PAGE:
With only days left until this weekend’s federal election, the Coalition is continuing to churn out its massively twisted housing tax lie: namely, that if elected, Labor will “tax” everyone who builds a new home by forcing them to spend thousands of dollars to install three-phase electric vehicle chargers.
Speaking in an interview that has been published on Soundcloud and this time shared on Twitter by former ALP president and now Liberal candidate Warren Mundine, minister for energy Angus Taylor also said Labor would also force homeowners renovating their homes – even if just a small renovation – to install three-phase chargers.
“They are going to require a new and renovated home just set up charging facilities for electric vehicles,” Taylor claims.
“Then does that mean you’ve got to have three-phase power which will cost you $3-4,000 to put in and then you’ve got to put the charger in on top of that which will be a few thousand top of that just if you do a renovation?”
No, actually, it just means that if you want to charge an EV at home will need a power point. And it just so happens that every Australian house has them already, and they don’t cost everything. Because, you know, people like to watch TV, plug in the fridge, stuff like that.
Taylor has launched an extraordinary campaign against EVs since Labor unveiled its 50 per cent target for EVs as a percentage of new car sales by 2030.
Many have already been soundly rebutted by Electric Vehicle Council CEO Behyad Jafari as “truly ludicrous”, but he has produced a regular line of bollocks in the Murdoch media, about charging times (five days with a solar household), and travel times in an EV (nearly treble the time in an EV from Sydney to the Gold Coast).
Taylor has been called out on this by RenewEconomy and The Driven, and more recently on Twitter by both Jafari and tech entrepreneur and billionaire Michael Cannon-Brookes (he of the Tesla big battery millionaire tweets with Musk).
“This sort of lying should be illegal. It’s utter crap,” said Cannon-Brookes.
This sort of lying should be illegal. It’s utter crap.
Straight up lie.
We can differ on policies. But truth? ???? https://t.co/NHQuvO4OZG
— Mike Cannon-Brookes ???????????????? (@mcannonbrookes) May 14, 2019
“Angus Taylor 100% knows what he’s saying is untrue. He knows it because I’ve advised his government who agrees on future proofing new builds (putting a wire in the right spot), it’ll be in their so called ‘EV Strategy’ and every state govt agrees it’s necessary,” said Jafari.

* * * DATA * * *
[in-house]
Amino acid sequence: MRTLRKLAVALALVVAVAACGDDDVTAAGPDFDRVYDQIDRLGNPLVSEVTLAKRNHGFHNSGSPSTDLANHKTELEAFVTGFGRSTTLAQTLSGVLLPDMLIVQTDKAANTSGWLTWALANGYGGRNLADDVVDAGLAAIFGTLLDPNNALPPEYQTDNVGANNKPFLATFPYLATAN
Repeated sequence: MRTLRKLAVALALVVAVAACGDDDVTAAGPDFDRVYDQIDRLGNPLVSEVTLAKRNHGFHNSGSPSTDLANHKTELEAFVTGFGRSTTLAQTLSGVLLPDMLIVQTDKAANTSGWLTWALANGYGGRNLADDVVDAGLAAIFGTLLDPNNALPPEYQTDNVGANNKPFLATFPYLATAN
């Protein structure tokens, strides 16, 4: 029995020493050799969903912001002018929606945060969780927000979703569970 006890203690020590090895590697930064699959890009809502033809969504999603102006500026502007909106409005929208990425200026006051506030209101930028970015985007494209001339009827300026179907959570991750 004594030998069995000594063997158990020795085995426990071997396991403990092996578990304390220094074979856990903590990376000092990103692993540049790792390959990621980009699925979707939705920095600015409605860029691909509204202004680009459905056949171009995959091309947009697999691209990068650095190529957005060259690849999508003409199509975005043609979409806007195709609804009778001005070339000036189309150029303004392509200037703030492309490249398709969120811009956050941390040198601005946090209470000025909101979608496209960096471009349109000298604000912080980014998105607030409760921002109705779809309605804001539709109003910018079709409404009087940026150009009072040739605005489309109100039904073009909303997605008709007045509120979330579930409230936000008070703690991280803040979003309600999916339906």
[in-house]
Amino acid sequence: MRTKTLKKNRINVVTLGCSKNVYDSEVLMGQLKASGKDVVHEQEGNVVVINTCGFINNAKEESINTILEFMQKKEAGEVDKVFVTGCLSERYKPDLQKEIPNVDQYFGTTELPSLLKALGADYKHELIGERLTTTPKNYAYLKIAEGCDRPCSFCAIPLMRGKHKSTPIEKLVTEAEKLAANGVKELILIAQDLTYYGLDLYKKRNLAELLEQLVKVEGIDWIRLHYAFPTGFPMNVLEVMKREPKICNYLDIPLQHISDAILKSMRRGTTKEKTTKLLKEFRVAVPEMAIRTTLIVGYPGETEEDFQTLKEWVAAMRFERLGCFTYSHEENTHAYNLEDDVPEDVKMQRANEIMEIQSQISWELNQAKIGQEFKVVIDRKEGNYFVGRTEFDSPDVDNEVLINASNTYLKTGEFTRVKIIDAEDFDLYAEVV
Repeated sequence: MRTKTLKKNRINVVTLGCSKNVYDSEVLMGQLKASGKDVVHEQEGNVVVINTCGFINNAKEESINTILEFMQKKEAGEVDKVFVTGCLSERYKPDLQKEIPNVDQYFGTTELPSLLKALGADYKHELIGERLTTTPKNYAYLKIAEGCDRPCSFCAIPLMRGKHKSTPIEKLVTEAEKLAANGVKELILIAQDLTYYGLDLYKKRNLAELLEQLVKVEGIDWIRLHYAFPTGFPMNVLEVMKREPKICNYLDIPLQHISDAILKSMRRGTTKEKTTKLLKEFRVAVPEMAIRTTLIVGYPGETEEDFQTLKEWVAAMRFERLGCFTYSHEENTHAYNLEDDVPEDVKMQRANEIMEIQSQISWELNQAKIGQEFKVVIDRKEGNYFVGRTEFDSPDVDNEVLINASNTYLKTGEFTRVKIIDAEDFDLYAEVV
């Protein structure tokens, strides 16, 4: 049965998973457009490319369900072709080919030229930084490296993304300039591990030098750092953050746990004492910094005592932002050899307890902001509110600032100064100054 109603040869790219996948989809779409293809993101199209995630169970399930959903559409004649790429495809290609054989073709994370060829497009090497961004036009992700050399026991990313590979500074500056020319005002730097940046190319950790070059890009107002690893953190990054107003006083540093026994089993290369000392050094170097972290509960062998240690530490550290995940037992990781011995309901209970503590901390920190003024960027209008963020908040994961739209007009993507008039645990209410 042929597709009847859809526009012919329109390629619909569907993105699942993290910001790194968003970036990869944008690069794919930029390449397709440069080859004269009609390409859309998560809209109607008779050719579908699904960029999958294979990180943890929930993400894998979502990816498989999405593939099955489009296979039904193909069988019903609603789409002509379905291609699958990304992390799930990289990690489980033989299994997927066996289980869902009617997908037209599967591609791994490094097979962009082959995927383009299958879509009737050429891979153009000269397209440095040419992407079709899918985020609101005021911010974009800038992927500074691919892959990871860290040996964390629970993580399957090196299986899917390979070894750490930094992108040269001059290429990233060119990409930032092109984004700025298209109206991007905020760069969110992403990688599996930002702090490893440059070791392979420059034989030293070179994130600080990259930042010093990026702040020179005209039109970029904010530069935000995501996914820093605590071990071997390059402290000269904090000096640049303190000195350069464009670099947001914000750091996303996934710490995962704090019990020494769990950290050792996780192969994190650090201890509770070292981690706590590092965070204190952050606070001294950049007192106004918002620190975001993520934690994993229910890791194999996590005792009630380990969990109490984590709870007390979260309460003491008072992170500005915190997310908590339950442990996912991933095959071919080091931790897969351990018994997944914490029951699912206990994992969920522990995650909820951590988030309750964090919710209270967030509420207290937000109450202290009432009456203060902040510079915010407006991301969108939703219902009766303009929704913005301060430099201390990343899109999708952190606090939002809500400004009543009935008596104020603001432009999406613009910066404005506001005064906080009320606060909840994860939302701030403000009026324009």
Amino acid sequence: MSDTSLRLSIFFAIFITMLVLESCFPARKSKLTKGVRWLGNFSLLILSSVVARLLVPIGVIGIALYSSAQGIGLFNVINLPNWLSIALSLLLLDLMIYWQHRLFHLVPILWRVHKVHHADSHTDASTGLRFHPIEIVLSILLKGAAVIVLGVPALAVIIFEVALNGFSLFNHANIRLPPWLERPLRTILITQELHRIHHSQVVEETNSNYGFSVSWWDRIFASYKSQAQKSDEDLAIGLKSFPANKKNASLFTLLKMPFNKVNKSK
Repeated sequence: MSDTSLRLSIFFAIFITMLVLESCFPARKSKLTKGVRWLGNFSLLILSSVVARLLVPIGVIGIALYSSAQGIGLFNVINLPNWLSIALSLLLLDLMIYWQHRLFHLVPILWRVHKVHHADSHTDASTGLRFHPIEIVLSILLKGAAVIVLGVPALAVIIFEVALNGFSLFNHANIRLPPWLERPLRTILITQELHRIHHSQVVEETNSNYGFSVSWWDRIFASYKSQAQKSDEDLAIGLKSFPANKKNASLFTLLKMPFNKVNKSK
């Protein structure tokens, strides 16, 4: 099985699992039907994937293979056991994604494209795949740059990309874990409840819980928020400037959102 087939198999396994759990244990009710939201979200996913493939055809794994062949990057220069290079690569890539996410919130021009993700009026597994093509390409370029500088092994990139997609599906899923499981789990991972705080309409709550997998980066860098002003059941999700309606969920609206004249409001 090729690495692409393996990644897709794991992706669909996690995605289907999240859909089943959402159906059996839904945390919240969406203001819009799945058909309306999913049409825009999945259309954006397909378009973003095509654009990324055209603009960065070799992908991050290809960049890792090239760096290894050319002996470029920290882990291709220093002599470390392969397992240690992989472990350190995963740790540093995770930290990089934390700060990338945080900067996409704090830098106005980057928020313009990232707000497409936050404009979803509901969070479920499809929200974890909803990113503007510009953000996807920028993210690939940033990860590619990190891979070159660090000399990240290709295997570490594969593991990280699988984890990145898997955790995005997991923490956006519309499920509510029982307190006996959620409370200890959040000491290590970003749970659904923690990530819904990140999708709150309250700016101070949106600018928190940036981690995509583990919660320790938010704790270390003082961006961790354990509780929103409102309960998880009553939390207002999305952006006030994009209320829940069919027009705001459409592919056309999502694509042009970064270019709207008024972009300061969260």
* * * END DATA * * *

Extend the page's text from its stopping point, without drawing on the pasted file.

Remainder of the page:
Angus Taylor 100% knows what he's saying is untrue. He knows it because I've advised his government who agrees on future proofing new builds (putting a wire in the right spot), it'll be in their so called 'EV Strategy' and every state govt agrees it's necessary. https://t.co/Ft8cJkhzuF
— ???? Behyad Jafari (@BJafari) May 14, 2019
What Labor (and any sensible party worth its weight in politicians) will do is ensure that building codes and regulations are developed to make sure buildings and apartments are ready for the transition to electric vehicles – a fact that all parties already agree is inevitable, Jafari tells The Driven.
“It’s vitally important, both sides agree there’s going to be a large scale shift to electric vehicles,” he says.
“What it actually means is that it will require states to cooordinate on building codes and regulations.”
“If it’s a home, in the future if someone wants to buy an electric vehicle, [the codes will] make sure the wiring is correct … like putting a telephone socket in.”
“For larger buildings there are a number of ways to do this, such as ensuring there are smart energy systems in place – this is really one of the most basic and dare I say boring reforms to make sure regulations and codes are in place for electric vehicles,” Jafari says.
The suggestion that such a policy would require three-phase outlets and chargers to be fitted is also simply incorrect.
Electrician and owner of Light Touch Electrical, Tim Hodgson, who regularly installs solar and electric vehicle home chargers, says that while a three-phase charger can charge a car quicker, it’s not even available to all streets.
“They can charge a lot faster – generally speaking though residential places don’t install them, they’re more for commercial buildings,” Hodgson says.
Jafari – who has advised all sides of government on the need to future-proof homes and buildings with EV wiring codes, adds, “Three-phase is not necessary, [although] people can choose to have more.”
That’s if three-phase is available on your street says Hodgson, although if you’re going to get three-phase it is cheaper to do it during the building phase rather than retrofit.
What is more likely is that home residences will only be required to have single-phase wiring (the normal wiring already in place for every residential home).
“I know for a fact that [the Coalition] are lying about this, because they have gotten better advice,” Jafari says. “This isn’t controversial, they’ve thought they could spin this – it’s beyond disappointing to see.”
Bridie Schmidt is associate editor for The Driven, sister site of Renew Economy. She has been writing about electric vehicles since 2018, and has a keen interest in the role that zero-emissions transport has to play in sustainability. She has participated in podcasts such as Download This Show with Marc Fennell and Shirtloads of Science with Karl Kruszelnicki and is co-organiser of the Northern Rivers Electric Vehicle Forum. Bridie also owns a Tesla Model 3 and has it available for hire on evee.com.au.